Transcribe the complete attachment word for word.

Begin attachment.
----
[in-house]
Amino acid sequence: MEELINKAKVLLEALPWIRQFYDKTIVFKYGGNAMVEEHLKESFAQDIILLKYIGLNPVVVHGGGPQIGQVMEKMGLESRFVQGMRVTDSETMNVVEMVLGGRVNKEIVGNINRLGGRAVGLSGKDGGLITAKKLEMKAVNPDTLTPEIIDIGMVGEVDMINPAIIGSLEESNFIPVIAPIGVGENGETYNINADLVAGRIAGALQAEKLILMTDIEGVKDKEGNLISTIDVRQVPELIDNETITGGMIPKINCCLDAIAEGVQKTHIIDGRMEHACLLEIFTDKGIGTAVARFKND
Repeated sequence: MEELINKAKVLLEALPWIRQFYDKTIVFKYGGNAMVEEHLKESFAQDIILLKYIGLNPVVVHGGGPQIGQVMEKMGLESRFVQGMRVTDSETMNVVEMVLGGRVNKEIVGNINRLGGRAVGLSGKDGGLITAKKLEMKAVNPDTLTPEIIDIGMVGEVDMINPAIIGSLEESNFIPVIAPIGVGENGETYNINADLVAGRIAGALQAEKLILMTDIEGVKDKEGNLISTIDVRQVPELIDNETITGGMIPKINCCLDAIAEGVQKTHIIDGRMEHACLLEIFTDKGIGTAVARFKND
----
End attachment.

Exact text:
[in-house]
Amino acid sequence: MEELINKAKVLLEALPWIRQFYDKTIVFKYGGNAMVEEHLKESFAQDIILLKYIGLNPVVVHGGGPQIGQVMEKMGLESRFVQGMRVTDSETMNVVEMVLGGRVNKEIVGNINRLGGRAVGLSGKDGGLITAKKLEMKAVNPDTLTPEIIDIGMVGEVDMINPAIIGSLEESNFIPVIAPIGVGENGETYNINADLVAGRIAGALQAEKLILMTDIEGVKDKEGNLISTIDVRQVPELIDNETITGGMIPKINCCLDAIAEGVQKTHIIDGRMEHACLLEIFTDKGIGTAVARFKND
Repeated sequence: MEELINKAKVLLEALPWIRQFYDKTIVFKYGGNAMVEEHLKESFAQDIILLKYIGLNPVVVHGGGPQIGQVMEKMGLESRFVQGMRVTDSETMNVVEMVLGGRVNKEIVGNINRLGGRAVGLSGKDGGLITAKKLEMKAVNPDTLTPEIIDIGMVGEVDMINPAIIGSLEESNFIPVIAPIGVGENGETYNINADLVAGRIAGALQAEKLILMTDIEGVKDKEGNLISTIDVRQVPELIDNETITGGMIPKINCCLDAIAEGVQKTHIIDGRMEHACLLEIFTDKGIGTAVARFKND